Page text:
The U.S. Supreme Court today ruled on Doe v. Reed, a case involving whether the names of people who sign petitions should be public or private. The court said that the privacy of petition signers is not protected by the First Amendment, and that signatures should be public.
The case came out of Washington, where a conservative group wanted to block the release of the names of people who had signed petitions for Referendum 71. Referendum 71 was an attempt to overturn a law giving domestic partnership rights to same-sex couples.
The sponsors of Referendum 71 argued that the names of people who signed their petitions should be kept private because they risked threats and harassment by gay rights advocates if their names were public. They also argued that the First Amendment entitled people to sign petitions and remain anonymous. The Court disagreed in an 8-1 ruling (Justice Thomas dissented), arguing that the state's interest in verifying signatures as valid and preventing fraud in the petition process justified making signers' names public.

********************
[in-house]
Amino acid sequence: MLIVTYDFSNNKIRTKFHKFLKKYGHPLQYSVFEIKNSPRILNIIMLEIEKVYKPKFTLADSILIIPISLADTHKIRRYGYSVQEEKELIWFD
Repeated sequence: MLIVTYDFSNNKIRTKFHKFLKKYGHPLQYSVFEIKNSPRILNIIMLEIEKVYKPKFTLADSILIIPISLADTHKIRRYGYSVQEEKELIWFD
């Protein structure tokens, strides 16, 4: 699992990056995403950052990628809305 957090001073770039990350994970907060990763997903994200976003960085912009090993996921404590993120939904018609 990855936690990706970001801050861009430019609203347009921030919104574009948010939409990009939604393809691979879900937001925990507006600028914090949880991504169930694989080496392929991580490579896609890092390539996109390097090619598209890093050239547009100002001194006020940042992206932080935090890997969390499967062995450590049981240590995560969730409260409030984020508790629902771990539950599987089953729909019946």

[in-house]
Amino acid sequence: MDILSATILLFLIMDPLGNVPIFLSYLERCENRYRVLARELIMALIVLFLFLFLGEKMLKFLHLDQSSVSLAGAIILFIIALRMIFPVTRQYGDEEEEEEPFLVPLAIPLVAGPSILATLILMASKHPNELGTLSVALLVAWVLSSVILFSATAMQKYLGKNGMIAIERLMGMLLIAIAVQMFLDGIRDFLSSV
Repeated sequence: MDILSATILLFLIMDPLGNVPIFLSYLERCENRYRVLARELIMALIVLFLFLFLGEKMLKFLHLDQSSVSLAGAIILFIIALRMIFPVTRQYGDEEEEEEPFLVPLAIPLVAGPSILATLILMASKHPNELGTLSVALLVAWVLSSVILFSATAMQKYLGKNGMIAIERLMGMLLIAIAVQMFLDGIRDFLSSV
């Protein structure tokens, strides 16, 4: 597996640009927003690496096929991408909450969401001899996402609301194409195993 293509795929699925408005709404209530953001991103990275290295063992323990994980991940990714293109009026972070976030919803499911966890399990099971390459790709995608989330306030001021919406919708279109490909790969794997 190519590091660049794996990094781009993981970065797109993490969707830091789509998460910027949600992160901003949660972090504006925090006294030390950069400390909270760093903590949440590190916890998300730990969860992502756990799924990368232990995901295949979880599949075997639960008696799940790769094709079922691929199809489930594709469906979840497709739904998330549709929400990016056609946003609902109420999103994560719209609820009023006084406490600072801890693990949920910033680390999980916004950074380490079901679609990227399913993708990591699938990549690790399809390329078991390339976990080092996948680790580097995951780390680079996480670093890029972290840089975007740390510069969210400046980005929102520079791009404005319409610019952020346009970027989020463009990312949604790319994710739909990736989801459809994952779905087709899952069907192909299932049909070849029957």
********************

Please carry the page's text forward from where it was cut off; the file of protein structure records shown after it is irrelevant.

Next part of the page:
An excerpt from the opinion:
The State’s interest in preserving the integrity of the electoral process suffices to defeat the argument that the [Public Records Act] is unconstitutional with respect to referendum petitions in general. That interest is particularly strong with respect to efforts to root out fraud. But the State’s interest is not limited to combating fraud; it extends to efforts to ferret out invalid signatures caused not by fraud but by simple mistake, such as duplicate signatures or signatures of individuals who are not registered to vote in the State. The State’s interest also extends more generally to promoting transparency and accountability in the electoral process.